If it’s possible to win a news conference that didn’t technically take place, Jeff Linder has already tallied his first victory as the University of Wyoming’s new men’s basketball coach.
Linder was named the Cowboys’ 22nd basketball coach March 17, replacing Allen Edwards, who spent four years at the helm. Linder, a Colorado native, spent four seasons leading Northern Colorado, amassing an 80-50 overall record, including 69 wins over his final three seasons.
Whether it was due to travel logistics or the threat of COVID-19 that has (rightfully) dominated headlines in recent weeks, Linder did not have an in-person news conference following the announcement. He instead joined local media on a teleconference call last Wednesday, and answered questions on a number of topics, from taking over a team that’s won 17 games over the past two seasons, to keeping players from transferring all the way to the challenges of managing a new team in the midst of a global pandemic.
A few things stood out, in particular, when Linder spoke.
First, unsurprisingly, were his passion and confidence. Former Boise State player Ryan Watkins, who played for Linder when he was an assistant with the Broncos, told Wyo Sports that Linder is “one of, if not the best, basketball mind I’ve ever been around,” lauding his ability to put players in position to be successful.
When Linder spoke to reporters, there was no question of whether he was going to reverse the Pokes’ fortunes. It wasn’t a matter of “when,” either. If Linder is to be believed (and, given his résumé, there’s no reason he shouldn’t be), UW is going to be competitive in 2020-21. Every word he said seemed plausible.
“We’re going to win next year. You have to believe that. I wouldn’t have left my situation there if I didn’t think we could have a winning team here from day one. It’s not unrealistic to do some great things,” Linder said. “With what we have right now, and by adding a few pieces, we can get there.”
But beyond fire and certainty was an underlying theme I am personally curious to see up close when I get the chance to speak to him: Did Linder understand what basketball truly means to Cowboys fans? How cognizant would the new man in charge be of history? Well, in an introductory statement sent out by UW, Linder clearly passed the test.
“I’m extremely excited for the opportunity to be the men’s basketball coach at the University of Wyoming,” Linder said in the statement. “Wyoming has a rich basketball tradition which, at a young age, I was introduced to on the Sports Illustrated cover that featured Cowboy great Fennis Dembo.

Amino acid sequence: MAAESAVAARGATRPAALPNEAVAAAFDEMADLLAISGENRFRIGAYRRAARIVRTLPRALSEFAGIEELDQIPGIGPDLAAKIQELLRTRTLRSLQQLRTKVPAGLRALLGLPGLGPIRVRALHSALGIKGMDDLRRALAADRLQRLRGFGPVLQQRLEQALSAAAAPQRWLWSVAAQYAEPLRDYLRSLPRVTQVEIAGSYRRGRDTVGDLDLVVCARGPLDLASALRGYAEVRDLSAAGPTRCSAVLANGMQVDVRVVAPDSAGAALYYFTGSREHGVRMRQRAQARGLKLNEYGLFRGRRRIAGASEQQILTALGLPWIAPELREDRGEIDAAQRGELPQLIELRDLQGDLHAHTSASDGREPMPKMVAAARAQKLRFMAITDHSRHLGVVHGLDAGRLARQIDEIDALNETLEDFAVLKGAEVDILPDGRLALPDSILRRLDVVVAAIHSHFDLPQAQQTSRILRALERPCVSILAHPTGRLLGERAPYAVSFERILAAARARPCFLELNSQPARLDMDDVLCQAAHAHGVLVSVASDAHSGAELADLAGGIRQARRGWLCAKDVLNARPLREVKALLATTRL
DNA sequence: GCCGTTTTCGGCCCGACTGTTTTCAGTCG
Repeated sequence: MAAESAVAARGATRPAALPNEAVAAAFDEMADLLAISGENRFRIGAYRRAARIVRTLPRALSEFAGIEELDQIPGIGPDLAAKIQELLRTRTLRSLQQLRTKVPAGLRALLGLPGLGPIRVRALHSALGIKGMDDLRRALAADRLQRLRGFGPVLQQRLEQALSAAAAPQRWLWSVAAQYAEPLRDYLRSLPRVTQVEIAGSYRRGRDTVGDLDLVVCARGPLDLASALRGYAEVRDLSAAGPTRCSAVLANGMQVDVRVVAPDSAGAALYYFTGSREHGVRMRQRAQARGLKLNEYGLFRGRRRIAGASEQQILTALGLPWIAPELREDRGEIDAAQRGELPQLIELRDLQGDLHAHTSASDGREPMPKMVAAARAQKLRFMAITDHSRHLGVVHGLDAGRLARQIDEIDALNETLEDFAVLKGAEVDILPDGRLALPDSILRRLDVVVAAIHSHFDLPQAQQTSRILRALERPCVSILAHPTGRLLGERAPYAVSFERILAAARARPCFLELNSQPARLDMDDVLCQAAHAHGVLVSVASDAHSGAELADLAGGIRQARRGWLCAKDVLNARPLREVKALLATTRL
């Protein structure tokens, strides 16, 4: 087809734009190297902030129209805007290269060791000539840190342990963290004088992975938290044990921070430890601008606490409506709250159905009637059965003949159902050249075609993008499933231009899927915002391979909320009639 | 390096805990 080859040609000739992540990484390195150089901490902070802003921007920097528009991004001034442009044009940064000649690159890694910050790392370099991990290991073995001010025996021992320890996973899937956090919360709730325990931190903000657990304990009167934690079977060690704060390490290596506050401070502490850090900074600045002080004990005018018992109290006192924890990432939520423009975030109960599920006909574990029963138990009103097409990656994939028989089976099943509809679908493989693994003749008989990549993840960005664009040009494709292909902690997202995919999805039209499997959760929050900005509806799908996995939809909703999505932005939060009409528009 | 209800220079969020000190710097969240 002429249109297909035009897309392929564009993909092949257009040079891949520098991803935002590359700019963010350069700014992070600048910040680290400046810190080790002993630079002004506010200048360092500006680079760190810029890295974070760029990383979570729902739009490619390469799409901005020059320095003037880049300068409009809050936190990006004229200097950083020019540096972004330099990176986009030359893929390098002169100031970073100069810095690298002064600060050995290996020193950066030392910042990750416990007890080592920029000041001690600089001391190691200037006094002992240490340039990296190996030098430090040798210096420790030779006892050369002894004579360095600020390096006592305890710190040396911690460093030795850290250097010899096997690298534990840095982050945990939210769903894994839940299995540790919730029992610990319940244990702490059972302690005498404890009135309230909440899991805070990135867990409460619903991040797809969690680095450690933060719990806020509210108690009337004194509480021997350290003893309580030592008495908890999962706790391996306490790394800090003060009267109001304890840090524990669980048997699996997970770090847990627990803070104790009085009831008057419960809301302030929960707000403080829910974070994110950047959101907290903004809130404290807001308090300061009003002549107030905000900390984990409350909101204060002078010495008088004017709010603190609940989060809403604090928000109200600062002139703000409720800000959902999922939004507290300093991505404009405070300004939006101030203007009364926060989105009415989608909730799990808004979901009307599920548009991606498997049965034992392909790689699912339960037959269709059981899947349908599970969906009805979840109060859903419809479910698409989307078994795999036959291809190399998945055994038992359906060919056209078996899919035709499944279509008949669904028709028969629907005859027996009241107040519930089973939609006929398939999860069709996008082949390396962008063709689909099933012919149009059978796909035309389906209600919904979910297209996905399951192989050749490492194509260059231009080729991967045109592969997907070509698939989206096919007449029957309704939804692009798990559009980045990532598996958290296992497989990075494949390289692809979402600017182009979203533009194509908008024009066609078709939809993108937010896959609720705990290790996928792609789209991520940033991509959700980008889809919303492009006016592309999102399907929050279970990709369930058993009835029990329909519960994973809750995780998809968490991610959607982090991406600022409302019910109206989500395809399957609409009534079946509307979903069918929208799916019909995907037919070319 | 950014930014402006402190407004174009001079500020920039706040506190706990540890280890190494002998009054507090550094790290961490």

“From that time on, growing up down the road in Denver, I was always rooting for the Cowboys. For me to now have the opportunity to lead this acclaimed program is an honor that I won’t take for granted. I will work to build on the storied past built and laid before me and diligently work to make Wyoming basketball a force to be reckoned with.”
Fennis Dembo? Check. The legendary Sports Illustrated cover? Naturally. Bringing up the good old days? He hit every nail squarely on the head.
But in his teleconference, Linder went off script.
He mentioned declining attendance across the nation, whether it be due to the availability of games on television, or just dwindling interest in an age of oversaturation in sports.
He then brought up UW’s uniqueness. As opposed to a city like say, Denver, there is no competition with professional sports or other universities. Other than high school sports, the Cowboys have no competition. From the time children take their first breaths, they are raised to bleed brown and gold.
Linder is cognizant of the rarity and subsequent opportunity at hand.
“(There are) so few (programs) where people truly care,” Linder said. “Wyoming is the only show in town. It’s the only show in the state. That’s what really excited me.”
In this reporter’s opinion, UW had to go outside of its ranks on the coaching hire. Edwards, for all the great things he did, didn’t work out. He, of course, was an assistant on previous coach Larry Shyatt’s staff. Shyatt, meanwhile, served two terms as the Cowboys’ head coach. UW hadn’t hired a coach without some sort of preexisting ties to the basketball program since hiring Steve McClain in 1998.
That’s more than 20 years of barking up the same tree over and over again and crossing fingers for a positive result. It was time for fresh blood.
This is a pivotal time in the history of the program. Consecutive 20-loss seasons can’t be the standard.
Were there sexier names out there? Of course. Some clamored for former Colorado State and Nebraska coach Tim Miles, given his familiarity with the Mountain West and the region as a whole. There were rumors about New Mexico State’s Chris Jans, who has done an admirable job keeping the Aggies at the top of the WAC. There was even a segment of fans that wanted Shyatt back for a third rodeo.
At the end of the day, UW needed a fresh start. But, at the same time, it needed someone who understood what basketball means to Laramie and the Cowboy state.
When athletics director Tom Burman lured Craig Bohl away from North Dakota State in December 2013, the hire represented a similar ideology: Bohl, a Nebraska native, was familiar with the area, its landscape and the UW program. He wasn’t directly related to the athletic department, but he understood it. He knew what football means to UW. Even though it’s only been a week or so, it appears Linder understands Cowboys basketball in the same way.
Does knowing a program automatically equate to victories? Of course not.
Edwards, though successful over his first two seasons, is proof that it does not always work in the long run. But the combination of a solid head coaching résumé, mixed with an understanding of a program and the people who passionately adore it? It sure seems like a winning combination to me.